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Group Housing and Co-housing styles

I said in my Ignite talk on Group Housing that a primary motivator for us was to build a village to raise our kids in.  There are lots of different styles of villages you can build in a modern city.  Before we found our house, we explored several alternatives.  We also were aware of several others which we didn’t consider for practical reasons.

The style we have is a single large house with with lots of people living in it.  Amazingly, this almost 7,000 square foot house is officially zoned as a single family dwelling.  I really like the single family who lived here before us, but I have a hard time envisioning how they used all the space.  This is the densest, most communal style of housing.  We effectively all share a single kitchen.  There is a second kitchen in the house, but  it gets used maybe once a month.  Whether or not you share a kitchen is a critical differentiator in the level of intimacy of a household. People need to eat every day, and so people are always going through the kitchen.  Sharing a kitchen means we’re always seeing each other and interacting.  If we had our own food storage / preparation areas, then we could and likely would spend far less time interacting with each other.

We also considered buildings which in many ways look and act like a single large house, but where each family unit has their own dedicated space, including a small kitchen.  This style allows for much more isolation and privacy within the house.  Not having to interact in order to eat means that you can spend much less time with the other people in your house.  I was originally a proponent of this style.  Partly because I think it makes for a more liquid ownership structure — if you can sell somebody what’s more like a condo unit in a fairly intimate condo building, the transfer is likely going to be much easier.  Now I’m glad I did not get my way because I love the intimacy of our household.  I know of groups who have purchased entire apartment buildings together, with some units dedicated as common areas.  This is an easy way to re-purpose an existing structure towards a co-housing  purpose.  A benefit of this strategy is that it’s easier to find people who will want to join, because of the reduced intimacy.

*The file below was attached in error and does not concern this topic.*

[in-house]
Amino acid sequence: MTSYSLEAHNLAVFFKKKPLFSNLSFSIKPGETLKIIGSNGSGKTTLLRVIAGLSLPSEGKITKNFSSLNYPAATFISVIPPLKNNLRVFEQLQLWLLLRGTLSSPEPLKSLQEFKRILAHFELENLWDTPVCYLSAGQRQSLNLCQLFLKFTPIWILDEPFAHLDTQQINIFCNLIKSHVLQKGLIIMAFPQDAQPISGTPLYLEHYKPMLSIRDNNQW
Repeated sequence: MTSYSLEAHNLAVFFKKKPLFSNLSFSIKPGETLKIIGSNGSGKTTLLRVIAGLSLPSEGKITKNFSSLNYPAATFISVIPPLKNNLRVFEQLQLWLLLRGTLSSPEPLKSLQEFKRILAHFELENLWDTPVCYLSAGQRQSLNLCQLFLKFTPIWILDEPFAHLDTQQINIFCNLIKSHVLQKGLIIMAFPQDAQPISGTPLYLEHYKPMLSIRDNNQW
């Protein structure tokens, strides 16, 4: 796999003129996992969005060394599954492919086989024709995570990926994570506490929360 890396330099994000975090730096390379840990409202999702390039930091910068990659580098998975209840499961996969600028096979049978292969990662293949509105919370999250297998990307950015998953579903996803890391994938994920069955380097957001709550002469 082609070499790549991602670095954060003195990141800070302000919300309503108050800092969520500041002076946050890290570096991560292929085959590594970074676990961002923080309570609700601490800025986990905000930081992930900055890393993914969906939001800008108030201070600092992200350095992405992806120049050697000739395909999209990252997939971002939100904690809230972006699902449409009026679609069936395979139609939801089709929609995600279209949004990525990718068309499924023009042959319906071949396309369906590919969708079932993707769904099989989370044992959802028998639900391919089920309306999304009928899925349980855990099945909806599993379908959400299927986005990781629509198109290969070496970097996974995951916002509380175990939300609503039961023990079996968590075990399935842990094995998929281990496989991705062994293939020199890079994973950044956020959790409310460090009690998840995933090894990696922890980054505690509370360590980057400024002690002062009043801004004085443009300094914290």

Going further in this direction there are a variety of ways to build sets of independent, nearby houses which are optimized for use as a community.  The website cohousing.org offers a bunch of pointers to communities of this kind, which are surprisingly common.  Houses with a common walk-way in the middle and a group meeting area with an industrial kitchen for example.  This style marries many of the advantages of owning your own house (privacy) with some of the advantages of living in a close-knit community.  This style works well for professional land developers, because it requires buying a large chunk of land and building lots of houses.  Some of our early plans explored a small-scale option of this kind, which again I’m glad we didn’t do because I don’t think as a group we would have survived the design and construction process.

At the far end of the spectrum there’s the option of literally just buying existing single-family homes near each other.  My previous house was within a few blocks of a great many of my friends.  This is a traditional neighborhood, but done right if you’re actually good friends with your neighbors.  I also know a group of folks who bought a set of houses which are literally adjacent to each other, making it much more like the planned communities above.

When considering the options here, the basic trade-off I see is between intimacy and privacy.  It’s tempting to say that more privacy increases re-sale value, but I think it’s more accurate to say that more privacy makes the investment more liquid.  Intimacy brings all sorts of social benefits, and one of the largest determinants of intimacy is the extent to which you share a kitchen.

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